You can also read an arbitrary chunk of the data set into a data frame for further examination. For example, read 10 rows into a data frame starting with the 100,000th row:

    myData <- rxReadXdf(airDS, numRows=10, startRow=100000)
    myData

This code should generate the following output:

       ArrDelay CRSDepTime DayOfWeek
    1        -2  11.416667  Saturday
    2        39   9.916667    Friday
    3        NA  10.033334    Monday
    4         1  17.000000    Friday
    5       -17   9.983334 Wednesday
    6         8  21.250000  Saturday
    7        -9   6.250000    Friday
    8       -11  15.000000    Friday
    9         4  20.916666    Sunday
    10       -8   6.500000  Thursday

You can now look to see what the factor levels are for the DayOfWeek variable:

    levels(myData$DayOfWeek)

This command should generate the following output:

    [1] "Monday"    "Tuesday"   "Wednesday" "Thursday"  "Friday"    "Saturday"
    [7] "Sunday"

Summarizing data

Use the rxSummary function to obtain descriptive statistics for your .xdf data file. The rxSummary function takes a formula as its first argument, and the name of the data set as the second. To get summary statistics for all of the data in your data file, you can alternatively use the summary method for the airDS object.

    adsSummary <- rxSummary(~ArrDelay+CRSDepTime+DayOfWeek, data = airDS)
    adsSummary

or

    adsSummary <- summary( airDS )
    adsSummary

Summary statistics will be computed on the variables in the formula. By default, rxSummary computes data summaries term-by-term, and missing values are omitted on a term-by-term basis. In earlier versions, summaries were computed on the complete table after observations with missing elements were omitted.

    Call:
    rxSummary(formula = ~ArrDelay + CRSDepTime + DayOfWeek, data = airDS)

    Summary Statistics Results for: ~ArrDelay + CRSDepTime + DayOfWeek
    Data: airDS (RxXdfData Data Source)
    File name: C:\YourWorkingDir\ADS.xdf
    Number of valid observations: 6e+05

     Name       Mean     StdDev    Min        Max        ValidObs MissingObs
     ArrDelay   11.31794 40.688536 -86.000000 1490.00000 582628   17372     
     CRSDepTime 13.48227  4.697566   0.016667   23.98333 600000       0     

    Category Counts for DayOfWeek
    Number of categories: 7
    Number of valid observations: 6e+05
    Number of missing observations: 0

     DayOfWeek Counts
     Monday    97975
     Tuesday   77725
     Wednesday 78875
     Thursday  81304
     Friday    82987
     Saturday  86159
     Sunday    94975

Notice that the summary information shows cell counts for categorical variables, and appropriately does not provide summary statistics such as Mean and StdDev. Also notice that the Call: line will show the actual call you entered or the call provided by summary, so will appear differently in different circumstances.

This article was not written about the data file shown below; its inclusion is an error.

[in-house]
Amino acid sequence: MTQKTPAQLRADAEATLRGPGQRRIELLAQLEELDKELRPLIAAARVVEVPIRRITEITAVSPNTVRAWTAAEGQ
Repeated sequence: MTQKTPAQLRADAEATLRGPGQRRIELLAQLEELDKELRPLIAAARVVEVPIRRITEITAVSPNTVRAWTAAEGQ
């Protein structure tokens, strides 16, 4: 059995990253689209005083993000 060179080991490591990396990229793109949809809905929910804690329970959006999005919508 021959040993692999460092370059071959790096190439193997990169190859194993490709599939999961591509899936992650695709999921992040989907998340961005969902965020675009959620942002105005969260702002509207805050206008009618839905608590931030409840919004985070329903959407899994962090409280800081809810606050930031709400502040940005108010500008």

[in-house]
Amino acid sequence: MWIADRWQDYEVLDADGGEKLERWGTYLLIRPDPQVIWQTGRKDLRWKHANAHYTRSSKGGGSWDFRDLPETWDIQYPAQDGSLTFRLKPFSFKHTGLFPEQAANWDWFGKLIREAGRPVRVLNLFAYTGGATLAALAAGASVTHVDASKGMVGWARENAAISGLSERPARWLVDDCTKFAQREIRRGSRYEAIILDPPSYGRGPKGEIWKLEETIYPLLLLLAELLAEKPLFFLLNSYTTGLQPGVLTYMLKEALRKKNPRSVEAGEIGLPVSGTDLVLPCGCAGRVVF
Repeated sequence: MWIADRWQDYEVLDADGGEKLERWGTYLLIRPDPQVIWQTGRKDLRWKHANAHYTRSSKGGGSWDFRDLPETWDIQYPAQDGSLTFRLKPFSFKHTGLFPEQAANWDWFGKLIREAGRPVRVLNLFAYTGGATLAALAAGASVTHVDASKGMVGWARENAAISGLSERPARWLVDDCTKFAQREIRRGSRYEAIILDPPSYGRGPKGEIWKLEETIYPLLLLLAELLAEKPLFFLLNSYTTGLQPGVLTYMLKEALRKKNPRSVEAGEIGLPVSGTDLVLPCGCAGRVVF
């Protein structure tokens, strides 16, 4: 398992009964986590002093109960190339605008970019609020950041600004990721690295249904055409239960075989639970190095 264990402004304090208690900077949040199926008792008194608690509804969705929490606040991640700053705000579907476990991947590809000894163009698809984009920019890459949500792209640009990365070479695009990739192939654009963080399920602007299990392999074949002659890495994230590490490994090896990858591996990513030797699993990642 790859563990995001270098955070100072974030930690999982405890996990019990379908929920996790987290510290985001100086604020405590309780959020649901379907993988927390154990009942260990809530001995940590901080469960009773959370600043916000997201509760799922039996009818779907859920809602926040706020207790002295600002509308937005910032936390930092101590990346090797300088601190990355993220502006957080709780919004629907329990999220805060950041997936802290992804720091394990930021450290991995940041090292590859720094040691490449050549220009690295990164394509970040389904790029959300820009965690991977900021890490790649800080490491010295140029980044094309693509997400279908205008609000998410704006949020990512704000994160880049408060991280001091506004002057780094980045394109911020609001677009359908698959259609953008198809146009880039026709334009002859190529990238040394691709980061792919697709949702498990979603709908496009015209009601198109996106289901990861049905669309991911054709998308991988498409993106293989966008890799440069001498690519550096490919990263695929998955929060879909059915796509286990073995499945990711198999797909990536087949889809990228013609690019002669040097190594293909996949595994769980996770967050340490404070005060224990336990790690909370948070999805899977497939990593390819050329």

You can also compute summary information by one or more categories by using interactions of a numeric variable with a factor variable. For example, to compute summary statistics on Arrival Delay by Day of Week:

    rxSummary(~ArrDelay:DayOfWeek, data = airDS)

The output shows the summary statistics for ArrDelay for each day of the week:

    Call:
    rxSummary(formula = ~ArrDelay:DayOfWeek, data = airDS)

    Summary Statistics Results for: ~ArrDelay:DayOfWeek
    File name: C:\YourWorkingDir\ADS.xdf
    Number of valid observations: 6e+05

     Name               Mean     StdDev   Min Max  ValidObs MissingObs
     ArrDelay:DayOfWeek 11.31794 40.68854 -86 1490 582628   17372     

    Statistics by category (7 categories):

     Category                         DayOfWeek Means    StdDev  Min Max ValidObs
     ArrDelay for DayOfWeek=Monday    Monday    12.025604 40.02463 -76 1017 95298   
     ArrDelay for DayOfWeek=Tuesday   Tuesday   11.293808 43.66269 -70 1143 74011   
     ArrDelay for DayOfWeek=Wednesday Wednesday 10.156539 39.58803 -81 1166 76786   
     ArrDelay for DayOfWeek=Thursday  Thursday   8.658007 36.74724 -58 1053 79145   
     ArrDelay for DayOfWeek=Friday    Friday    14.804335 41.79260 -78 1490 80142   
     ArrDelay for DayOfWeek=Saturday  Saturday  11.875326 45.24540 -73 1370 83851   
     ArrDelay for DayOfWeek=Sunday    Sunday    10.331806 37.33348 -86 1202 93395

To get a better feel for the data, we can draw histograms for each variable. Run each rxHistogram function one at a time. In RTVS, the histogram is rendered in the R Plot pane.

    options("device.ask.default" = T)
    rxHistogram(~ArrDelay, data = airDS)
    rxHistogram(~CRSDepTime, data = airDS)
    rxHistogram(~DayOfWeek, data = airDS)

ArrDelay Histogram

CRSDepTime Histogram

DayOfWeek Histogram

We can also easily extract a subsample of the data file into a data frame in memory. For example, we can look at just the flights that were between 4 and 5 hours late:

    myData <- rxDataStep(inData = airDS,
    rowSelection = ArrDelay > 240 & ArrDelay <= 300,
        varsToKeep = c("ArrDelay", "DayOfWeek"))
    rxHistogram(~ArrDelay, data = myData)

ArrDelay Histogram

Fitting a linear model

This section of the tutorial demonstrates several approaches for fitting a model to the sample data.

Fitting a Simple Model